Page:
Can We Meet the Challenge?

Research universities must become more agile, collaborative, global in focus, and open to risk.

By Mary Sue Coleman, President of the University of Michigan

Editor’s Note: A version of this article originally appeared in TIME, October 7, 2013


©Catherine Yeulet/iStock/Thinkstock

How will it feel to become a second-class nation? Inferior in technological innovation, second class in artistic creativity, a follower rather than a leader? This is possible—not certain—but a very real danger if the United States continues on its present course.

The United States can claim 35 of the world’s top 50 research universities, but we face intense competition from other nations that see the economic advantage of strong research universities.

The U.S. share of global research spending declined from 39 percent in 1999 to 34 percent in 2010 and is expected to keep falling, according to a 2012 report from the National Academy of Sciences. While the growth in U.S. spending on R&D is increasing by 3.2 percent per year, China is escalating its investment at six times that rate (20 percent), and other nations are expanding advanced education on a scale mirroring that of the United States in the last century.

Moreover, we now see a reverse of the “brain drain” that brought so much talent to our shores. Four in 10 students pursuing science and engineering doctorates at U.S. universities are from other countries. Many of them who once would have chosen to live in America now plan on returning home because they see a bright future for their scientific work there, and U.S. immigration standards impose barriers to retaining this trained talent.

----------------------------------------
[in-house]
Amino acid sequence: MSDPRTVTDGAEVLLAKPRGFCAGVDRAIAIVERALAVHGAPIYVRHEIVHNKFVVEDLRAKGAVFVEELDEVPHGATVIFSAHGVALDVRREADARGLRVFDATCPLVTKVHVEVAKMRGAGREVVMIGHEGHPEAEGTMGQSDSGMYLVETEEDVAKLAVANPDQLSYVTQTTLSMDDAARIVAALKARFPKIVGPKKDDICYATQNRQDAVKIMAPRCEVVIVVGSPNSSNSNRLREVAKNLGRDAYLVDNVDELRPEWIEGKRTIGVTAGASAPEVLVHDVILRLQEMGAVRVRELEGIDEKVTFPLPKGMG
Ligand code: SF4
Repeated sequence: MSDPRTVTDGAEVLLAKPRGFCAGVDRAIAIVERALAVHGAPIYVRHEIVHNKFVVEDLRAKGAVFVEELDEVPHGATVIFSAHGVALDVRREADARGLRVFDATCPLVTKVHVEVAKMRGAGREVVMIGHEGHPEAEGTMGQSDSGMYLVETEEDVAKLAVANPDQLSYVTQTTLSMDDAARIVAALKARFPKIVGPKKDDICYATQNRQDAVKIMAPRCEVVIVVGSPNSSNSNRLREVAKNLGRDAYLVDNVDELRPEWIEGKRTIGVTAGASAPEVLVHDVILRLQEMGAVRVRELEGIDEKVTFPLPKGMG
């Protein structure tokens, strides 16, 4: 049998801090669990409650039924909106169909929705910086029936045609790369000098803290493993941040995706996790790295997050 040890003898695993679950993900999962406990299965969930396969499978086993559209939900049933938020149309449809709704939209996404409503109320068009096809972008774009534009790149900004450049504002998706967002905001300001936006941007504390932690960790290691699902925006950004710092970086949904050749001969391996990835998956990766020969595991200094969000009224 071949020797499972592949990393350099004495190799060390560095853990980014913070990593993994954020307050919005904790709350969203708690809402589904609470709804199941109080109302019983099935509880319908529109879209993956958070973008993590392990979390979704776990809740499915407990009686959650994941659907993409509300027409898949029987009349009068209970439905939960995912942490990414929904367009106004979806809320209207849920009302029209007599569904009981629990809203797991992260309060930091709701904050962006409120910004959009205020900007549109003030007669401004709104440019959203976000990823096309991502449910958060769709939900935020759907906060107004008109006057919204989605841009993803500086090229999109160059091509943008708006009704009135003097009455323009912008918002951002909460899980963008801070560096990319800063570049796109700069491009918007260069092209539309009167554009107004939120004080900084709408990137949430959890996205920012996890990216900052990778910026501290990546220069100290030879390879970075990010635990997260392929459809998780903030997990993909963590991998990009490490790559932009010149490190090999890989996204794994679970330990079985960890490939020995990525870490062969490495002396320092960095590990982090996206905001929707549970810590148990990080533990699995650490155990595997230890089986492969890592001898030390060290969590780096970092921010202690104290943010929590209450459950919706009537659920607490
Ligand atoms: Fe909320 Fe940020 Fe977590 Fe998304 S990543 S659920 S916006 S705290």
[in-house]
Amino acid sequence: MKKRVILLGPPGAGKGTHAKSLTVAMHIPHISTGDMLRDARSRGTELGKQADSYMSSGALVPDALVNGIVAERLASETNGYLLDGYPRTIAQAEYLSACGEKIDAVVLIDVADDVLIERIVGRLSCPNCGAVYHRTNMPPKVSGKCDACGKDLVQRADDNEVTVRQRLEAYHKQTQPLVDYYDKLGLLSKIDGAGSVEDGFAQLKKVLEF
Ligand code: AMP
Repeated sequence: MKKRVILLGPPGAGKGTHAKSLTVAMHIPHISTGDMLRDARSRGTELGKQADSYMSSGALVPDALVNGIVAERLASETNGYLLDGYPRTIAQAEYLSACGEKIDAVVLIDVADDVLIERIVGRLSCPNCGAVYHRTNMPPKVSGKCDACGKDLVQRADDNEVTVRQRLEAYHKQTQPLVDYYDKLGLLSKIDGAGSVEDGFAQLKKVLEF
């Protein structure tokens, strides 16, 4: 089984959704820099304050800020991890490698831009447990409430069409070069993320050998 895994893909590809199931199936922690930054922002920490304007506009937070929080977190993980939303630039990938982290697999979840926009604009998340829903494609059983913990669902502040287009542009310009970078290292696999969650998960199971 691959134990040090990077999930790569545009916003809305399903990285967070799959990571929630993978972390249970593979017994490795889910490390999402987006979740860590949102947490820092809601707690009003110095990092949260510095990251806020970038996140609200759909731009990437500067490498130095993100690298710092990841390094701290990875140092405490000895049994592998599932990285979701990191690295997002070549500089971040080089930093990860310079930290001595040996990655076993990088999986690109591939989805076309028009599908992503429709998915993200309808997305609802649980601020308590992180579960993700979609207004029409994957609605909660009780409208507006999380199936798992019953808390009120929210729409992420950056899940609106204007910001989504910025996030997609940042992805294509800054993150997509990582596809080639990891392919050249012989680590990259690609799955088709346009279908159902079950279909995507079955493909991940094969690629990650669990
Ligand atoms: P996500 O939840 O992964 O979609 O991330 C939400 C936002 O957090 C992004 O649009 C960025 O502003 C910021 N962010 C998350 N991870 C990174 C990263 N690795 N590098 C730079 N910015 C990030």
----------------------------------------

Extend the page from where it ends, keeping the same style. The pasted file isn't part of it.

This might not be so worrisome if U.S. undergraduate enrollment in math and science fields could meet our long-term need for research scientists. We know it cannot. Only a small fraction of our undergraduates study the natural sciences or engineering compared with near majorities in Singapore, China, and France.

While in earlier times, our country rallied around science, education, and advanced learning, today these are not national priorities. We confuse the prevalence of modern technology with national strength in science. But the core of technology, as well as other advances, is science. Nations on the rise see support of research universities as an investment in the future; unfortunately, many Americans speak of it only as a cost.